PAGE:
Hulu is starting a new kind of ad experience that enables brands to specifically target binge-watchers — that is, viewers who are seeing various episodes of a favorite program over a long period.
How Does This Work?
These “binge-watch ads” use machine learning methods to predict when a viewer has started to binge-watch a show, then works up contextually relevant ads that acknowledge a binge is initiated.
This ends when the viewer arrives in the third episode, at which point they are informed that the following episode is ad-free or offers a personalized proposal from the brand partner.
The binge-watch ad idea was first announced at Hulu’s yearly NewFronts presentation in May, where it displays to advertisers its latest shows, features, and ad formats.
The company continually experiments with new advertising setups designed to better provide to a streaming audience in a limited obtrusive way.
For instance, Hulu previously offers “pause ads,” which only arise when the viewer clicks on the pause button.
Hulu states it made sense to aim for binge-watchers because binging is presently such a normal way for people to view their favorite shows.
Currently, 75% of U.S. customers say they binge-watch, and on Hulu mainly, nearly 50% of ad-supported viewing hours are consumed during binge-watch sessions.
Hulu describes a “binge” as a viewer seeing three or more episodes of a series at a provided time.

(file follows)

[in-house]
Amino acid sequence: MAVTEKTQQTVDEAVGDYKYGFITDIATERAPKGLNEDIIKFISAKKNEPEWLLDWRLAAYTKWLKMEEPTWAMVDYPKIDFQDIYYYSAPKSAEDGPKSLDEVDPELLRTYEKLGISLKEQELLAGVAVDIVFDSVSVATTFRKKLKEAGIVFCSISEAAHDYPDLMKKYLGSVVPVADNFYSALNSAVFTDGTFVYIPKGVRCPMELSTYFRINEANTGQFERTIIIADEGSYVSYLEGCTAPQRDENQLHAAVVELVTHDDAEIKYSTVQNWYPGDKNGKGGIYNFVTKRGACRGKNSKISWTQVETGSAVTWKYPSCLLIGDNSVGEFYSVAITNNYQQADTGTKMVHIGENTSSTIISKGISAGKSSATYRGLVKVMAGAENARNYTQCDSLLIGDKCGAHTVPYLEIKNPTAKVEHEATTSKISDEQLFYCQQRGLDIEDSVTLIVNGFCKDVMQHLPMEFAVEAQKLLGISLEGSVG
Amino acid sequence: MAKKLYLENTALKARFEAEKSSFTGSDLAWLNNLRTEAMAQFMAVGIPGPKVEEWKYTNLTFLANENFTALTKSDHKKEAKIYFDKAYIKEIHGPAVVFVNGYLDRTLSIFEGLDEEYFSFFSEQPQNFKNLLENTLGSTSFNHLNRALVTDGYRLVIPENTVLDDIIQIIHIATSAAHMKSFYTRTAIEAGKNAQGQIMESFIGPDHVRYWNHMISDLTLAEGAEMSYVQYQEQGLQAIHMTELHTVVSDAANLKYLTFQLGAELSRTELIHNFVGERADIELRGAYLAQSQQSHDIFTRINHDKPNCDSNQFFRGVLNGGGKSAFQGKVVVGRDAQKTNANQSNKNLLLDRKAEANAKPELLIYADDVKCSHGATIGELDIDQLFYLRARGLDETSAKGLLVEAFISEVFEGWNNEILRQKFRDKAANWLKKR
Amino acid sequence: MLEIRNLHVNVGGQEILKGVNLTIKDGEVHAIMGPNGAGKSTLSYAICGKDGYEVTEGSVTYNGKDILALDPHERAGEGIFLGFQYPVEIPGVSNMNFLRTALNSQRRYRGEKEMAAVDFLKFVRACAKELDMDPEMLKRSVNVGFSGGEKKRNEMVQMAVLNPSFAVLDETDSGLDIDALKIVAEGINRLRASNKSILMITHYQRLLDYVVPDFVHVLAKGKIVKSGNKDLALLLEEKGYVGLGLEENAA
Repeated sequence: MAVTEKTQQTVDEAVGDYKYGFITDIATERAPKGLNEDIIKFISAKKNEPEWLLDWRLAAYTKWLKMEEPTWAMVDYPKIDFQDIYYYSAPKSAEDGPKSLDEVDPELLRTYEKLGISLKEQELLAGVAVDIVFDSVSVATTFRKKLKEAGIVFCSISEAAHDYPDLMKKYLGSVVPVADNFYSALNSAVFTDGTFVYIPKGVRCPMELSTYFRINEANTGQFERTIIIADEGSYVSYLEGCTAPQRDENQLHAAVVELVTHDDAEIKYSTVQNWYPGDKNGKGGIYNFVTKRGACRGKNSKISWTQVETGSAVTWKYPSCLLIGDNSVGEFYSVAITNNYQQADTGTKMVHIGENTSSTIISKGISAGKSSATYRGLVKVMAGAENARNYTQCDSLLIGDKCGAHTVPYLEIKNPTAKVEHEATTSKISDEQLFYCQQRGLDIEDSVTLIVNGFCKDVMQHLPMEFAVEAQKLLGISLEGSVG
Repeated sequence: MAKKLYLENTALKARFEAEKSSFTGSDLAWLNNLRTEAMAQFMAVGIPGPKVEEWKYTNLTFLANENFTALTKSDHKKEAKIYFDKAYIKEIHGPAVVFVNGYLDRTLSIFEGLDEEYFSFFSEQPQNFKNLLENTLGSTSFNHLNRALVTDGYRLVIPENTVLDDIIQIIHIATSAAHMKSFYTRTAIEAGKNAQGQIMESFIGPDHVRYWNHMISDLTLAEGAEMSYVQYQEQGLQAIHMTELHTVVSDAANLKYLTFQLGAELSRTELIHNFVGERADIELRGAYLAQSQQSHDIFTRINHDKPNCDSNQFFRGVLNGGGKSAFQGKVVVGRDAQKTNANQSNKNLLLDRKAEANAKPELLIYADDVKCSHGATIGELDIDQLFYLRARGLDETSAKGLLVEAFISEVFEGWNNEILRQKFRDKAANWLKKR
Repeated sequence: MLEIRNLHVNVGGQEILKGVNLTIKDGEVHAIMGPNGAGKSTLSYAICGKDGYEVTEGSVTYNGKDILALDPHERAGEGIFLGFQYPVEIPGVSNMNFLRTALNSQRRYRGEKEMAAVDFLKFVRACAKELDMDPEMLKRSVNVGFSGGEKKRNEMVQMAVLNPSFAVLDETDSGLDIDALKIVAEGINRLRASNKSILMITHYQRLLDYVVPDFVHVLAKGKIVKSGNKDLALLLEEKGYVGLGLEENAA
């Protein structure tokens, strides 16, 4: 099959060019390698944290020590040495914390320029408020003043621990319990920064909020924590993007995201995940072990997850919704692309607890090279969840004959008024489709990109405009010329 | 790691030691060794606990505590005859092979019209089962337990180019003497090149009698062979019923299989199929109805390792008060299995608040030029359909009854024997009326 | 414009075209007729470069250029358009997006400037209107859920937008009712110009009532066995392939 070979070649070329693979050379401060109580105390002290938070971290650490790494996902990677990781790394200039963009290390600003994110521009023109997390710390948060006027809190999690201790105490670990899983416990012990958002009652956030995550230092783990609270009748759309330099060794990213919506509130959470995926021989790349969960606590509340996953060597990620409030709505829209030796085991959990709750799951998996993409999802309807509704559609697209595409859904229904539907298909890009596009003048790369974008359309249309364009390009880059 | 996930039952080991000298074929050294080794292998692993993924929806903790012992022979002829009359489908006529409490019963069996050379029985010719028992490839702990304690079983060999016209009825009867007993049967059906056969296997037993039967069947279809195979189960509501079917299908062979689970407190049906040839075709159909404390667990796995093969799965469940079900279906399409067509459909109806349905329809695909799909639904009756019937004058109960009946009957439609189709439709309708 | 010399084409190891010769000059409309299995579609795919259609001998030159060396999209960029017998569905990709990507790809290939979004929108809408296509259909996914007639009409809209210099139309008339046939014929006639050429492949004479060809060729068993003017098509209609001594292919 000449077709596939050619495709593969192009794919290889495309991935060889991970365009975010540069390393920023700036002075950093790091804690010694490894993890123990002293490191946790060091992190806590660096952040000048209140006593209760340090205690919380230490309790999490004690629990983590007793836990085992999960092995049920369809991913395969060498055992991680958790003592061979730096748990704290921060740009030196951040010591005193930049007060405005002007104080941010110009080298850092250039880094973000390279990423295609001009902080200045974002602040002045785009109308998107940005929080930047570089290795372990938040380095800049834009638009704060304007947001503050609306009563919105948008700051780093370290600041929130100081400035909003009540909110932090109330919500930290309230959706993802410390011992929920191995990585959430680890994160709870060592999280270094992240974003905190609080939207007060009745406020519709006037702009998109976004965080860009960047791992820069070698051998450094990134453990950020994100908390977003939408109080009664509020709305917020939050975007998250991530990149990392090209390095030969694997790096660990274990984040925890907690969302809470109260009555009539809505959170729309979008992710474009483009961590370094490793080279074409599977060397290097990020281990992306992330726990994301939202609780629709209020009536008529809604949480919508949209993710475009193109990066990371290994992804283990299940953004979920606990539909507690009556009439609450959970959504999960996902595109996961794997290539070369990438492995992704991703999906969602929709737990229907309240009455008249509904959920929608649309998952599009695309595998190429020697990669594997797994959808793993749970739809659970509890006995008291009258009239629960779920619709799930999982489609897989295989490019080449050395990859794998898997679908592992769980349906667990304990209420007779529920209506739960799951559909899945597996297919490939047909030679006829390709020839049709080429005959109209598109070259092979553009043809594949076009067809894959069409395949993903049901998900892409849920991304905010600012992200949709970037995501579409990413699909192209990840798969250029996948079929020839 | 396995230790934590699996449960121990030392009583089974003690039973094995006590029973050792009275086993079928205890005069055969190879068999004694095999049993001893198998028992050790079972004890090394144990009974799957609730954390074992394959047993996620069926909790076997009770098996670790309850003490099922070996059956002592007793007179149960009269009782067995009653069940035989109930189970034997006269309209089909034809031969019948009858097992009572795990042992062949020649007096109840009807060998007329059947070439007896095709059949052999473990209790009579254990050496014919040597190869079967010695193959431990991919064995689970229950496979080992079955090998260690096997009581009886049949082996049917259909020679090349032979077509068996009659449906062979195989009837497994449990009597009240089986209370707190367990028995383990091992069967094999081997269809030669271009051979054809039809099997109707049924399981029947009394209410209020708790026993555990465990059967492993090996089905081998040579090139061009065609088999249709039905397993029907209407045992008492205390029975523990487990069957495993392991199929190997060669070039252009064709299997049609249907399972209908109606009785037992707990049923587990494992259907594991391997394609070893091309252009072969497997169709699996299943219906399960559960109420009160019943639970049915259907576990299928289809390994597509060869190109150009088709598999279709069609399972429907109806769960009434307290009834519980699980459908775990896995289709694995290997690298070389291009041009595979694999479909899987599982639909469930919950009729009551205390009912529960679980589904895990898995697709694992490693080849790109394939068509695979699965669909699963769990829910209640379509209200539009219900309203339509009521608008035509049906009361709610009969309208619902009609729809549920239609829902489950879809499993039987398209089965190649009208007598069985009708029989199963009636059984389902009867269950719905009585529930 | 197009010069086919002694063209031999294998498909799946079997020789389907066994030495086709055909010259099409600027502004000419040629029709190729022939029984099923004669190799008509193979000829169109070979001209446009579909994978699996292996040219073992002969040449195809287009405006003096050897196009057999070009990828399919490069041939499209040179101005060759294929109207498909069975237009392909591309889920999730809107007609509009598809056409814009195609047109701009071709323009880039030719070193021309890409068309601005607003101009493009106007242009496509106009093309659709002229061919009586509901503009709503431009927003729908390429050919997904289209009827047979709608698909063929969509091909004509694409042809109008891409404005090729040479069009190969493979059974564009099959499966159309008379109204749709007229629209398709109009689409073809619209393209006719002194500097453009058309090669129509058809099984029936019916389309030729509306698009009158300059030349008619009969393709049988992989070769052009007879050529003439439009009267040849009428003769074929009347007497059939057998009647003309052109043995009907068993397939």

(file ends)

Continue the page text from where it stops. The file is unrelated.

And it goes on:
The Debut Advertisers
The debut advertisers to obtain on the current binge-watch ad format involve Kellogg’s, Maker’s Mark, and Georgia-Pacific, by way of Hulu’s private launch agency associate, Publicis Media.
Kellogg’s will be promoting Cheez-It Snap’d snacks as their binge ads, while Georgia Pacific will promote its Sparkle paper towels.
Marker’s Mark, will, of course, support its bourbon.
The brands state that they were drawn in the current format because it provides them a way to communicate and reward the consumer during a marathon entertainment session.
Moreover, it is a more suitable fit for how today’s customers watch TV.
Thanks to the growth of ad-free subscription video services like Netflix, viewers are less sensitive to disruptive advertising that disrupts their viewing.
They can also turn on a brand when its ad frequently plays throughout the viewing session.
Giving brands the capability to sponsor an episode, ad-free instead produces more positive feelings among viewers.
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